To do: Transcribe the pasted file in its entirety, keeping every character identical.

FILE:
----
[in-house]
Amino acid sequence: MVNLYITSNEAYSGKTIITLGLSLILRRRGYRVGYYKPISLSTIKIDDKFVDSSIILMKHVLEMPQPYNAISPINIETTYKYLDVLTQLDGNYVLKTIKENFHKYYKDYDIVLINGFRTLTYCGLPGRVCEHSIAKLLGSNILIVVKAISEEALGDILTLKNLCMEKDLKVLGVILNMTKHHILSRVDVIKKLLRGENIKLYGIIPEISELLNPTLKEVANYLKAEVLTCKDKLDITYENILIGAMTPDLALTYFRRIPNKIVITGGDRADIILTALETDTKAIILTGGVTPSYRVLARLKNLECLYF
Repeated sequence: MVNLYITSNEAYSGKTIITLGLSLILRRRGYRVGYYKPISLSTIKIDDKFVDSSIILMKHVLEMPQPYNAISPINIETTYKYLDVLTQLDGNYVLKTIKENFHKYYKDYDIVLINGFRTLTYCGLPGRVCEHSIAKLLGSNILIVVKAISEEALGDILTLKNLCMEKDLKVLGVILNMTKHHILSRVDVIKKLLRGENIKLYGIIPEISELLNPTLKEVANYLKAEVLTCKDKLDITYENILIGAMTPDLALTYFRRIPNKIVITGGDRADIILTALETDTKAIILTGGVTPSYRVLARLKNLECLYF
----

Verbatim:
[in-house]
Amino acid sequence: MVNLYITSNEAYSGKTIITLGLSLILRRRGYRVGYYKPISLSTIKIDDKFVDSSIILMKHVLEMPQPYNAISPINIETTYKYLDVLTQLDGNYVLKTIKENFHKYYKDYDIVLINGFRTLTYCGLPGRVCEHSIAKLLGSNILIVVKAISEEALGDILTLKNLCMEKDLKVLGVILNMTKHHILSRVDVIKKLLRGENIKLYGIIPEISELLNPTLKEVANYLKAEVLTCKDKLDITYENILIGAMTPDLALTYFRRIPNKIVITGGDRADIILTALETDTKAIILTGGVTPSYRVLARLKNLECLYF
Repeated sequence: MVNLYITSNEAYSGKTIITLGLSLILRRRGYRVGYYKPISLSTIKIDDKFVDSSIILMKHVLEMPQPYNAISPINIETTYKYLDVLTQLDGNYVLKTIKENFHKYYKDYDIVLINGFRTLTYCGLPGRVCEHSIAKLLGSNILIVVKAISEEALGDILTLKNLCMEKDLKVLGVILNMTKHHILSRVDVIKKLLRGENIKLYGIIPEISELLNPTLKEVANYLKAEVLTCKDKLDITYENILIGAMTPDLALTYFRRIPNKIVITGGDRADIILTALETDTKAIILTGGVTPSYRVLARLKNLECLYF